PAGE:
8

I know I can destructure a vector "from the front" like this:

(fn [[a b & rest]] (+ a b))

Is there any (short) way to access the last two elements instead?

(fn [[rest & a b]] (+ a b)) ;;Not legal

My current alternative is to

(fn [my-vector] (let [[a b] (take-last 2 my-vector)] (+ a b))) 

and it was trying to figure out if there is way to do that in a more convenient way directly in the function arguments.

13

You can peel off the last two elements and add them thus:

((fn [v] (let [[b a] (rseq v)] (+ a b))) [1 2 3 4])
; 7
  • rseq supplies a reverse sequence for a vector in quick time.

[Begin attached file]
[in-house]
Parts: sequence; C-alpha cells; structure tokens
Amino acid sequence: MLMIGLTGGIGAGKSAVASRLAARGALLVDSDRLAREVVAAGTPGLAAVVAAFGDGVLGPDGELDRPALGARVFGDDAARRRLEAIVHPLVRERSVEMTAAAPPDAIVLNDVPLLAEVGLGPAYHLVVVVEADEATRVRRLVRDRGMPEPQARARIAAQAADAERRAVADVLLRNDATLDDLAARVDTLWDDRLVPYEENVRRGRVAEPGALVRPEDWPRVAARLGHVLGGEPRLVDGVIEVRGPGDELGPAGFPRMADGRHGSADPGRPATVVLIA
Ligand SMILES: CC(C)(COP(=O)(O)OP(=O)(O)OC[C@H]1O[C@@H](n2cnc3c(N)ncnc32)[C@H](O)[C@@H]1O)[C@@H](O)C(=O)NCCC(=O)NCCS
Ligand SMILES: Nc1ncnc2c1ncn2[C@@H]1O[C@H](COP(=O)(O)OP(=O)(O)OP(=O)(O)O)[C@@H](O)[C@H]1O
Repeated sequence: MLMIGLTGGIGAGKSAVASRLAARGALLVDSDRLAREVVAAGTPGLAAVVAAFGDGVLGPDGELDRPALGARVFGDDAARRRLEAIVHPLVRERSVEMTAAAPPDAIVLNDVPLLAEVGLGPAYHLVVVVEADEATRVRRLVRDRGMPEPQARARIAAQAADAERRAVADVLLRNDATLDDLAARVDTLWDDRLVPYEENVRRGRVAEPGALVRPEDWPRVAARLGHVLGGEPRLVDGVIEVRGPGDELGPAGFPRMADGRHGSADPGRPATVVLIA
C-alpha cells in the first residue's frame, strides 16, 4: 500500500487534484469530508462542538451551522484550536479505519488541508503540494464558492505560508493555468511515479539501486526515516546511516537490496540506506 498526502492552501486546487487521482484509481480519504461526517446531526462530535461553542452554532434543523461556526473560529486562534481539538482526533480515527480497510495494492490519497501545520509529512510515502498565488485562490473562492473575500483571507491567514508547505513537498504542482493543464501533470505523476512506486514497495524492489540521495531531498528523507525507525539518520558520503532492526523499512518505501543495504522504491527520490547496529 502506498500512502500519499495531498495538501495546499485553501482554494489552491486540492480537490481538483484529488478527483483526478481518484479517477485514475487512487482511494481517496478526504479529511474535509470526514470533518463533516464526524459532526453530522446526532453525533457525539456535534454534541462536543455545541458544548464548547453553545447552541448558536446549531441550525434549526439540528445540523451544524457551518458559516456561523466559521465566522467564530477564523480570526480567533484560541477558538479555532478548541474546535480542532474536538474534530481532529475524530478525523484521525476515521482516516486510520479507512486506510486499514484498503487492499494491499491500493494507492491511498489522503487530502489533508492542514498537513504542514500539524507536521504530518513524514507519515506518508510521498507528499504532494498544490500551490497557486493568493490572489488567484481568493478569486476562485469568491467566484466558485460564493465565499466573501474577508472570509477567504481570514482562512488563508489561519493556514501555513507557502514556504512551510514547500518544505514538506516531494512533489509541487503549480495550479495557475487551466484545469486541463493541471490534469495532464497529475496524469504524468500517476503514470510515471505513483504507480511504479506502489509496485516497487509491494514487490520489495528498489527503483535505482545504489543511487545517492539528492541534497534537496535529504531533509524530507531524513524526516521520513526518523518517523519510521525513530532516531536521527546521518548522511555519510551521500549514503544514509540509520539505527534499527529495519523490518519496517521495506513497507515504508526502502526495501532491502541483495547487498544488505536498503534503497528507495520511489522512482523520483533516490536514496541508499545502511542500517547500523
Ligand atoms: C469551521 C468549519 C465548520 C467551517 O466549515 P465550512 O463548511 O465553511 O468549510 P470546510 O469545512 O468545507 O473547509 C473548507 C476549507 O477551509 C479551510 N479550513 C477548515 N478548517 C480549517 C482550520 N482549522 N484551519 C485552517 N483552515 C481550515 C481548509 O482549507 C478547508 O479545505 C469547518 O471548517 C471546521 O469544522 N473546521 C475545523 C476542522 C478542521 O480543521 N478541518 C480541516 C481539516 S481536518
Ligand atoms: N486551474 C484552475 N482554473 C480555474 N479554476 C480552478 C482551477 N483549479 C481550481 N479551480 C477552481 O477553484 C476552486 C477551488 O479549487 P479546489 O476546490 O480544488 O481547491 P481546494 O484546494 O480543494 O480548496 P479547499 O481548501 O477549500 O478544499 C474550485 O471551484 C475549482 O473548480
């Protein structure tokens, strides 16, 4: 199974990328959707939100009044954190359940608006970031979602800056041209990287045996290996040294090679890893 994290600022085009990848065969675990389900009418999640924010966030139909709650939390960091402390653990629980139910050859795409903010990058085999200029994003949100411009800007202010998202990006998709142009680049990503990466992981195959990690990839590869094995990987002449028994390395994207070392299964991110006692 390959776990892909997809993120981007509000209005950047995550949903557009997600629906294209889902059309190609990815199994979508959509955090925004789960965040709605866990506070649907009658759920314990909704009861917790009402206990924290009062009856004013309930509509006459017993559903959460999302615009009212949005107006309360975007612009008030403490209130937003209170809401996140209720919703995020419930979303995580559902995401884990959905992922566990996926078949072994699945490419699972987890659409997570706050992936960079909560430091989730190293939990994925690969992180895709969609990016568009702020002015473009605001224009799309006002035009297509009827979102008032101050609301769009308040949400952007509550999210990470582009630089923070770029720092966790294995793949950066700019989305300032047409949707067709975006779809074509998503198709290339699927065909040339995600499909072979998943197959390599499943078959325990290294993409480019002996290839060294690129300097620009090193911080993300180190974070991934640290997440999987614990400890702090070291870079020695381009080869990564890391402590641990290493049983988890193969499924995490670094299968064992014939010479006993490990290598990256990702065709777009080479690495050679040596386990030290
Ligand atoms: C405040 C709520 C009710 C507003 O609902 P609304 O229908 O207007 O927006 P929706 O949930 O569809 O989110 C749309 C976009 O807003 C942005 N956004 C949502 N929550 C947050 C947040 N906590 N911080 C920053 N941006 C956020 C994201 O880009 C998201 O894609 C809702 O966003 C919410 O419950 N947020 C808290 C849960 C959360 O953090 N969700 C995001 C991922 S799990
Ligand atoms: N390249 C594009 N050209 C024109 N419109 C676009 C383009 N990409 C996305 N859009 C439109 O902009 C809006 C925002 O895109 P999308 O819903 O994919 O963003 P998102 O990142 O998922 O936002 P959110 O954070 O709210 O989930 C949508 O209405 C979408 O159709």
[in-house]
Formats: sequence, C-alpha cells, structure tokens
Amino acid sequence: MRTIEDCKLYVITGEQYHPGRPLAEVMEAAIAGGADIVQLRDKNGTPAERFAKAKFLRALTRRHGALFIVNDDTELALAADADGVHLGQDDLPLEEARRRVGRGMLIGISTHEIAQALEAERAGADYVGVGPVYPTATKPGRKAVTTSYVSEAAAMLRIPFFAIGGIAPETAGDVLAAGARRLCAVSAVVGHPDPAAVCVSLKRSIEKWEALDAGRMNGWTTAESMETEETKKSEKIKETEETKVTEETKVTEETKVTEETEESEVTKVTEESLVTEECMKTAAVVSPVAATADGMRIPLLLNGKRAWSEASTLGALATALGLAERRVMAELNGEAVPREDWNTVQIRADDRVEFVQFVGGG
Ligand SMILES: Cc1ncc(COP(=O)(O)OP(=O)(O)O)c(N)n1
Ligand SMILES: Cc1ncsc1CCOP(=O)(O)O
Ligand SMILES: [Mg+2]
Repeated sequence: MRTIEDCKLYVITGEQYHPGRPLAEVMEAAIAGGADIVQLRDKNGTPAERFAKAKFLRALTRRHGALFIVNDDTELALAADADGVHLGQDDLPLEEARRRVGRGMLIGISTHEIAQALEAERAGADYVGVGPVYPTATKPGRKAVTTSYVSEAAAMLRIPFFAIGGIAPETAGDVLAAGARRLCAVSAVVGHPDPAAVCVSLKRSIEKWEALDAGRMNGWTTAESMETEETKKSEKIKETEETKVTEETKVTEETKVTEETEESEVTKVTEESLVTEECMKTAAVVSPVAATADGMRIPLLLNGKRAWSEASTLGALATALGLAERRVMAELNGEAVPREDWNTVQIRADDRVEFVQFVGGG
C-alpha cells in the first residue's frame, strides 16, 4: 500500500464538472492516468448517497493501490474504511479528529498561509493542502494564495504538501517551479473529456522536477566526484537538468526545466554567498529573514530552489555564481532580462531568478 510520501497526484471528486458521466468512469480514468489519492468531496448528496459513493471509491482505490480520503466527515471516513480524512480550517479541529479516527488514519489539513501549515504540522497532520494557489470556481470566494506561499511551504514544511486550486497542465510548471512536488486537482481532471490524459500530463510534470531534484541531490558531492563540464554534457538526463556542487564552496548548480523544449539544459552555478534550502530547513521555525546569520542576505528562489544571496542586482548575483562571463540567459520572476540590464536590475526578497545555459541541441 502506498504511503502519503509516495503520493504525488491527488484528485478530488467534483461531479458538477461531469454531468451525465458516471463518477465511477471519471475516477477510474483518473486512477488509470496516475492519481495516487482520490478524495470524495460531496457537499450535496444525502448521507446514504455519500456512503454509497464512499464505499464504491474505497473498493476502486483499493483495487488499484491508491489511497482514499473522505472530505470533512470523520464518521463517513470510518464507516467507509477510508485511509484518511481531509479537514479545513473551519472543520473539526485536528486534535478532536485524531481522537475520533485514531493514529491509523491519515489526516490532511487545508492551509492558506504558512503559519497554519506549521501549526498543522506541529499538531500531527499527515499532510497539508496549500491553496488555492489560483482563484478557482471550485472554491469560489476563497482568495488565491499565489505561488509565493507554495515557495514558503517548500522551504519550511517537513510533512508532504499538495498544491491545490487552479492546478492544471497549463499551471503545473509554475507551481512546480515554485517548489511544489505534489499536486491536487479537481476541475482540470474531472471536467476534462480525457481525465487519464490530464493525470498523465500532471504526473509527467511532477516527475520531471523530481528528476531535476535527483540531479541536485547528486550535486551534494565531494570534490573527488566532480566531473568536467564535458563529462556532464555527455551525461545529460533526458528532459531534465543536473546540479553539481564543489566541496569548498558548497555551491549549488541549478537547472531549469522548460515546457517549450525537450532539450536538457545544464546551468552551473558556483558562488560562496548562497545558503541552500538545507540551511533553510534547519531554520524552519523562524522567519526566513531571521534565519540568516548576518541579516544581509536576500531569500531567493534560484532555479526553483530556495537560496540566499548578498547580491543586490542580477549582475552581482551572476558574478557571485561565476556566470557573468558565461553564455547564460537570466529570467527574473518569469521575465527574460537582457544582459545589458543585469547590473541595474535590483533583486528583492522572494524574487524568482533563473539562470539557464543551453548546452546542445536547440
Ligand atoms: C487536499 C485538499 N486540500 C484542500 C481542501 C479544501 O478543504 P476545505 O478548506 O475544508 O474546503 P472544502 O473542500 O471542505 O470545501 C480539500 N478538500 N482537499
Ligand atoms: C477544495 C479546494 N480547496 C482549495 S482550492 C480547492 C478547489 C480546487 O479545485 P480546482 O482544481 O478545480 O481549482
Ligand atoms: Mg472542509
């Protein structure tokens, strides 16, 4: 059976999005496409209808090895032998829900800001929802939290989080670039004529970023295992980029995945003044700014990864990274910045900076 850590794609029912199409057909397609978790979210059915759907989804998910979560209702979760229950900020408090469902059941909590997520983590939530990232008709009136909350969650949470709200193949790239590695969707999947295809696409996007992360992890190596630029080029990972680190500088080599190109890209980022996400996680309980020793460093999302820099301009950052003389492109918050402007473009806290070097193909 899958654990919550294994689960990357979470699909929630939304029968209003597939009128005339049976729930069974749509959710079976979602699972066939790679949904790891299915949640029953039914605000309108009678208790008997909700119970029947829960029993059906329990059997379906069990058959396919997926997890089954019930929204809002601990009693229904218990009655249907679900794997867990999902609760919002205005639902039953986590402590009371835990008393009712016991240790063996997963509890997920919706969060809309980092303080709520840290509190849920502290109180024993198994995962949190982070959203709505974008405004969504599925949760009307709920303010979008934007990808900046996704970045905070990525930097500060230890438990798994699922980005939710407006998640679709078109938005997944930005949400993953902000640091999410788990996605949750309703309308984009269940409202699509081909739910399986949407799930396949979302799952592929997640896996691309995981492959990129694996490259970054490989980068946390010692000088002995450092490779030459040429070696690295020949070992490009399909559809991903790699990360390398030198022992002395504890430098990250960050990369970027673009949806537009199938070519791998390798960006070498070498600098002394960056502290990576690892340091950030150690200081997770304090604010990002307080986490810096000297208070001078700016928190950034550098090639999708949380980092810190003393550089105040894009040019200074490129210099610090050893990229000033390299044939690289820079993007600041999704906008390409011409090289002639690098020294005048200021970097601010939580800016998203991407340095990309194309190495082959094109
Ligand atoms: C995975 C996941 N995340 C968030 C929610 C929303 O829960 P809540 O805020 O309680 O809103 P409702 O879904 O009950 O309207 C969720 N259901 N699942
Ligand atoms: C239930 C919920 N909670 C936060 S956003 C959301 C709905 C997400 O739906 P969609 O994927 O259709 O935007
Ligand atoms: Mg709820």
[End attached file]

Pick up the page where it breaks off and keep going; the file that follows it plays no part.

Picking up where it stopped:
• We just destructure its first two elements.
  • We needn't mention the rest of it, which we don't do anything with.
  • 2
    I hadn't used rseq before, and it fits perfectly for this question. I timed it, and it's very close to my answer performance-wise. – WolfeFan Dec 9 '15 at 1:35
14
user=> (def v (vec (range 0 10000000)))
#'user/v
user=> (time ((fn [my-vector] (let [[a b] (take-last 2 my-vector)] (+ a b))) v))
"Elapsed time: 482.965121 msecs"
19999997
user=> (time ((fn [my-vector] (let [a (peek my-vector) b (peek (pop my-vector))] (+ a b))) v))
"Elapsed time: 0.175539 msecs"
19999997

My advice would be to throw convenience to the wind and use peek and pop to work with the end of a vector. When your input vector is very large, you'll see tremendous performance gains.

(Also, to answer the question in the title: no.)

  • 1
    Niiiccceee performant solution!!! – Frank C. Dec 9 '15 at 14:57

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